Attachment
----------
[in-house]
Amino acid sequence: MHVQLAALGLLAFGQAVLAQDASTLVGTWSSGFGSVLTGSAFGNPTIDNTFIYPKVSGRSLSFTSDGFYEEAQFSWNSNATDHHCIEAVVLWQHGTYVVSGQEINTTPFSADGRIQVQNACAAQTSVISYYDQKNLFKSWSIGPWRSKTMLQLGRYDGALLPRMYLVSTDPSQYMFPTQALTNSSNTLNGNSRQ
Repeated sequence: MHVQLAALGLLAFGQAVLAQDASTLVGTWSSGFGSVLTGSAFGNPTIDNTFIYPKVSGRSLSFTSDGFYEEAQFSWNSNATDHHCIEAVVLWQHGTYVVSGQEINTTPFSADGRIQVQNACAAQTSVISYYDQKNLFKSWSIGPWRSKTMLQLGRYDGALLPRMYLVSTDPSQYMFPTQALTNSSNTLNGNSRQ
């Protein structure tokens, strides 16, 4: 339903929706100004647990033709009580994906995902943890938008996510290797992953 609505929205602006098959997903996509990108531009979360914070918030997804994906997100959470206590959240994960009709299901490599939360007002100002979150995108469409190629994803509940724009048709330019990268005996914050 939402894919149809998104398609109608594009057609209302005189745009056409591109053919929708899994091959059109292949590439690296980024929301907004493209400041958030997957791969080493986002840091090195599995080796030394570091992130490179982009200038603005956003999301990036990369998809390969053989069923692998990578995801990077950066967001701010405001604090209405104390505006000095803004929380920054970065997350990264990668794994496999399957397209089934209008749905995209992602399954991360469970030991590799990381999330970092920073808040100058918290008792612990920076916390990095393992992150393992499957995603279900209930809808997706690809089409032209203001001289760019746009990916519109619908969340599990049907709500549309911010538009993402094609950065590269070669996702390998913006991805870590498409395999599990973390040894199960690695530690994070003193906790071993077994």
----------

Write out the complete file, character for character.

[in-house]
Amino acid sequence: MHVQLAALGLLAFGQAVLAQDASTLVGTWSSGFGSVLTGSAFGNPTIDNTFIYPKVSGRSLSFTSDGFYEEAQFSWNSNATDHHCIEAVVLWQHGTYVVSGQEINTTPFSADGRIQVQNACAAQTSVISYYDQKNLFKSWSIGPWRSKTMLQLGRYDGALLPRMYLVSTDPSQYMFPTQALTNSSNTLNGNSRQ
Repeated sequence: MHVQLAALGLLAFGQAVLAQDASTLVGTWSSGFGSVLTGSAFGNPTIDNTFIYPKVSGRSLSFTSDGFYEEAQFSWNSNATDHHCIEAVVLWQHGTYVVSGQEINTTPFSADGRIQVQNACAAQTSVISYYDQKNLFKSWSIGPWRSKTMLQLGRYDGALLPRMYLVSTDPSQYMFPTQALTNSSNTLNGNSRQ
């Protein structure tokens, strides 16, 4: 339903929706100004647990033709009580994906995902943890938008996510290797992953 609505929205602006098959997903996509990108531009979360914070918030997804994906997100959470206590959240994960009709299901490599939360007002100002979150995108469409190629994803509940724009048709330019990268005996914050 939402894919149809998104398609109608594009057609209302005189745009056409591109053919929708899994091959059109292949590439690296980024929301907004493209400041958030997957791969080493986002840091090195599995080796030394570091992130490179982009200038603005956003999301990036990369998809390969053989069923692998990578995801990077950066967001701010405001604090209405104390505006000095803004929380920054970065997350990264990668794994496999399957397209089934209008749905995209992602399954991360469970030991590799990381999330970092920073808040100058918290008792612990920076916390990095393992992150393992499957995603279900209930809808997706690809089409032209203001001289760019746009990916519109619908969340599990049907709500549309911010538009993402094609950065590269070669996702390998913006991805870590498409395999599990973390040894199960690695530690994070003193906790071993077994």